Shoe the Fifth: getting the water back on. Remember, I still had not found the shut-off switch outside, so I still had no way to turn the water back on. I called the city to come out, but by the next day, he had not shown up. Still no water.

So I called, only to be told he had turned the water on, found it to be running, shut it off immediately, and left. Because of bad phone reception in my house and poor communication skills on the part of the rep, I could not process what she was telling me, so I asked for the guy to come back.

Another day later, and when I called back, they informed me that once again, he had come, turned it on, shut it off, and left. This person was able to explain the issue more clearly: if the water meter shows water flowing when they turn it back on, they have no way of knowing whether that is something normal (like the toilets refilling after being flushed during three days without water) or a leak. So they immediately turn the water off and leave.

I think it stretched to five calls with the city and me planting a folding chair out by the street to wait for the guy to show up. Finally the truck pulls up so I can watch the guy shut off the water. And there's the shut-off.

Remember the picture I showed you above? The shut-off valve is visible in that picture. Here:

Hidden there in the grass and dirt is a barely-visible oblong almost the same color as the surrounding dirt that looks like just another piece of debris. Once I cleared away the dirt and grass roots, it looked more like the kind of shut-off valve I was looking for.

And it was a good thing he showed me where it was, because there actually was a pretty bad leak. I had tried to reuse some old washers from the old fixtures, which didn't work well. I had to leave the water shut off and run to a couple of hardware stores to find new washers that would work, and then turn the water back on myself.

And finally, it was done. And none too soon, because all the extra humidity from the hot water had huge patches of black mold growing on my walls which I spent a few hours scrubbing away, not just in the bathroom, but in the adjoining room. All was good with the world again.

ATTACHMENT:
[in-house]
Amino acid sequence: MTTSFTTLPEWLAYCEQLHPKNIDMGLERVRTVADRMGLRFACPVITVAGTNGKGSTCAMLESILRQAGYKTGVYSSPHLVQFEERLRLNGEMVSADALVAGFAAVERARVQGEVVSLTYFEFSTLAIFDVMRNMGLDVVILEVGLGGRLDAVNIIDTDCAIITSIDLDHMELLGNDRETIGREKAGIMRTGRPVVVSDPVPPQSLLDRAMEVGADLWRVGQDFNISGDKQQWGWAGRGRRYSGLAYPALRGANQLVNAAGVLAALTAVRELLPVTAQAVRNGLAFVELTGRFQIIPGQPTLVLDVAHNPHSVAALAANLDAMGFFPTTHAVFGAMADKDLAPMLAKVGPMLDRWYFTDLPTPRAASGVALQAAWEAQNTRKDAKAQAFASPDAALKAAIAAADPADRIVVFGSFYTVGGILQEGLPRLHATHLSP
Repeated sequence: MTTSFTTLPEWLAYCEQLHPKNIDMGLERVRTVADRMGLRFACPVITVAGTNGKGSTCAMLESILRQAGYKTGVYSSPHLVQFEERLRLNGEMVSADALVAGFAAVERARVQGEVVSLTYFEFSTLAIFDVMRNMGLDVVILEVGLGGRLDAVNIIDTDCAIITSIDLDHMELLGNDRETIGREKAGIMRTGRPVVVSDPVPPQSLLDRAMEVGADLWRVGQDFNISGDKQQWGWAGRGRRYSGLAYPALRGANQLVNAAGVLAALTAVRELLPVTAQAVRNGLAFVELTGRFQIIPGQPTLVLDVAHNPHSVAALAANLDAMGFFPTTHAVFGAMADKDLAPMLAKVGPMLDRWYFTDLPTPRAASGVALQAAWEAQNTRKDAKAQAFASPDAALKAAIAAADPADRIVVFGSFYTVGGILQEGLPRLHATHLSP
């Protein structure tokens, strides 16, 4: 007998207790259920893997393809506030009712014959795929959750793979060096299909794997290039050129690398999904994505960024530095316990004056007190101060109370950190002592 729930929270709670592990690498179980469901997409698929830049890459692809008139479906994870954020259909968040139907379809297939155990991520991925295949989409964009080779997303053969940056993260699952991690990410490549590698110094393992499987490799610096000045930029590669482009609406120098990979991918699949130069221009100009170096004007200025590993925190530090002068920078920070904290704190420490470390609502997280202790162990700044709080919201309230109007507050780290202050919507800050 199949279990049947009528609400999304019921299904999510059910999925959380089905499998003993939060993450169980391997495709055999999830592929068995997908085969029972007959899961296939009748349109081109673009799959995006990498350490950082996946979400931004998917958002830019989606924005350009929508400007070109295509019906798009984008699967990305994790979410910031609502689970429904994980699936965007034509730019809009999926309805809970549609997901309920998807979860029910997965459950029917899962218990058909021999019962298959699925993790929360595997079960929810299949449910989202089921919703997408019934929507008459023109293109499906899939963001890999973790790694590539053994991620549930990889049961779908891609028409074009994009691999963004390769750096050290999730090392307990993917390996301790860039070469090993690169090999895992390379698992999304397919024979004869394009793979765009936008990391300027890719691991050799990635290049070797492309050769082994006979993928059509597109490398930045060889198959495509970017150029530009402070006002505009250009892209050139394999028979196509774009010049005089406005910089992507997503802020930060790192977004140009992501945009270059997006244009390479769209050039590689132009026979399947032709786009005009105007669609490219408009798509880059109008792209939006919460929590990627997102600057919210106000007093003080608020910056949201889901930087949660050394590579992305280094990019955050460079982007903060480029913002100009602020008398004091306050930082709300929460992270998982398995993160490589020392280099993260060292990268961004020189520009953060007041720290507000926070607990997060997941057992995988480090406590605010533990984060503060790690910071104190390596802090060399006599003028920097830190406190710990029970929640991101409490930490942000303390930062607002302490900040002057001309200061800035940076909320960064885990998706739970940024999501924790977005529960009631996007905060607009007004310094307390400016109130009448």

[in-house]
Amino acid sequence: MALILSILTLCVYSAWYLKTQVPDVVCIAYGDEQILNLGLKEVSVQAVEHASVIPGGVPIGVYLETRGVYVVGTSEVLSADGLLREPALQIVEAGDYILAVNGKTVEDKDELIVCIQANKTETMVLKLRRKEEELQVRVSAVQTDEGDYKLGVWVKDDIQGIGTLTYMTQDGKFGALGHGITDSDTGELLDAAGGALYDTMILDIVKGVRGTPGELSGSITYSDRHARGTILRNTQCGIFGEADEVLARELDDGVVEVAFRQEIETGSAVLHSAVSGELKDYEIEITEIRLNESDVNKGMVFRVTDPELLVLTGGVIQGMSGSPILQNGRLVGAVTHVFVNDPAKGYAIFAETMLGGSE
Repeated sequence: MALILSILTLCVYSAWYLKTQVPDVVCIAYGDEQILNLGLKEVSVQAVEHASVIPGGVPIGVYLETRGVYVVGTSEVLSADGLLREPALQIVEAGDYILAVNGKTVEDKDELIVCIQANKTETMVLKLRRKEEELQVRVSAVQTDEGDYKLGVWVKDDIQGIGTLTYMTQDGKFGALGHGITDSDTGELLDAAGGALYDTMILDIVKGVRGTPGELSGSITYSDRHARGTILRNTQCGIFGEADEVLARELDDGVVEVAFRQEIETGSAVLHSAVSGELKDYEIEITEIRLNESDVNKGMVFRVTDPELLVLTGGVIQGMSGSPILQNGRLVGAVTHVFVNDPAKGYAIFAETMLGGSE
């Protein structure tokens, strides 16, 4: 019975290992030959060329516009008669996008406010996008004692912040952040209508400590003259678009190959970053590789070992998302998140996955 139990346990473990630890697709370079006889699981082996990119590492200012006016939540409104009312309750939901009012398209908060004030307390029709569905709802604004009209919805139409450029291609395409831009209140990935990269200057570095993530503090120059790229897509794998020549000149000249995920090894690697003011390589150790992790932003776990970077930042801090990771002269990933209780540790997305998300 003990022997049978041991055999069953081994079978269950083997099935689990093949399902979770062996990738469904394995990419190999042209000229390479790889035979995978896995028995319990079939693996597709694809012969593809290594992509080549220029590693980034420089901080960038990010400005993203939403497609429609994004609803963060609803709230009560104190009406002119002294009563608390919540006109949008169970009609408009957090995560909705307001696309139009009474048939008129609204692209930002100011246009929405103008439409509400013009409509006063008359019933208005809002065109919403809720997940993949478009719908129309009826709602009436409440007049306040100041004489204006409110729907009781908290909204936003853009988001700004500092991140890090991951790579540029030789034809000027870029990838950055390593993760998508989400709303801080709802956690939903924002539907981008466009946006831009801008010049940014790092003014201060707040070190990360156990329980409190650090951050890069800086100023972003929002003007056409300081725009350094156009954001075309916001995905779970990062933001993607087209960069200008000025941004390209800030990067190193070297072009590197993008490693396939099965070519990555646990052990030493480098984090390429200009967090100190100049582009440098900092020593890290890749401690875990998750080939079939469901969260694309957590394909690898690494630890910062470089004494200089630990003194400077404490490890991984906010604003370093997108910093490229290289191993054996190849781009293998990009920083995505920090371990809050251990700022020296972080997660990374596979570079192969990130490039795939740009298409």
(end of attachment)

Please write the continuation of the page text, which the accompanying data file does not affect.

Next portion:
Until there came the thundering sound of Shoe the Sixth, a week or so later: apparently, all the hot water that had been running had kept the hot water heater running more than usual, driving my gas bill up to twice what it normally is in the summer. This made the meter reader suspect a gas leak, and he shut off my gas.

Not a problem. Unlike my long sojourn in the wilds of underemployment, my bills were now current and in good standing, so I just called to have it turned back on.

Oh, wait, is that the gentle trip-trapping of a SEVENTH SHOE? Why yes, I think it is. Remember all the way up at the top of this post, when I talked about my old house's no-longer-lovable quirks. Another one of those quirks was a slap-dash venting pipe coming out the top of my old water heater. It was apparently venting carbon monoxide into the house. Now, the house is not actually sealed up well enough for deadly gases to build up, but rules is rules, so the water heater is shut down with an official tag on it until I get the vent replaced. But it shouldn't be a problem, the guy said. It should be, like, maybe an hour's work for a plumber.

Shoe the Eighth: I called out a plumbing service to take a look and quote me a price. And as it happens, they need to not only replace the vent pipe leading to the hole in the wall inside, they need to add some kind of gimcrack outside. But I have allowed the foliage to grow out of control on that side of the house. There's only a couple of feet of clearance between the house and the fence on that side, which means it is completely impassable.

So the quote for the "easy one-hour job," including a little extra for working in an inaccessible location: north of $700 bucks, otherwise known as the "there's no way in hell I want to actually do this job, so I'm quoting you a price so high that there's no way you'll agree to pay it."

So that's where I am right now: living in what is turning into the third week without hot water while I try to track down the parts to do the job myself (honestly, other than the outside bit, it doesn't look that hard). But, like clawfoot tub fixtures, there is a part that I'm having trouble finding. Home Depot carries everything I need except for the part that actually attaches to the water heater, which looks like it is sold with the water heater itself.

I was going to go today to regular hardware stores to look for it, but I overslept. Yes, I know. My own procrastination and odd sleep schedules are turning every problem much bigger than it needs to be. But it's a little late to get me to change now.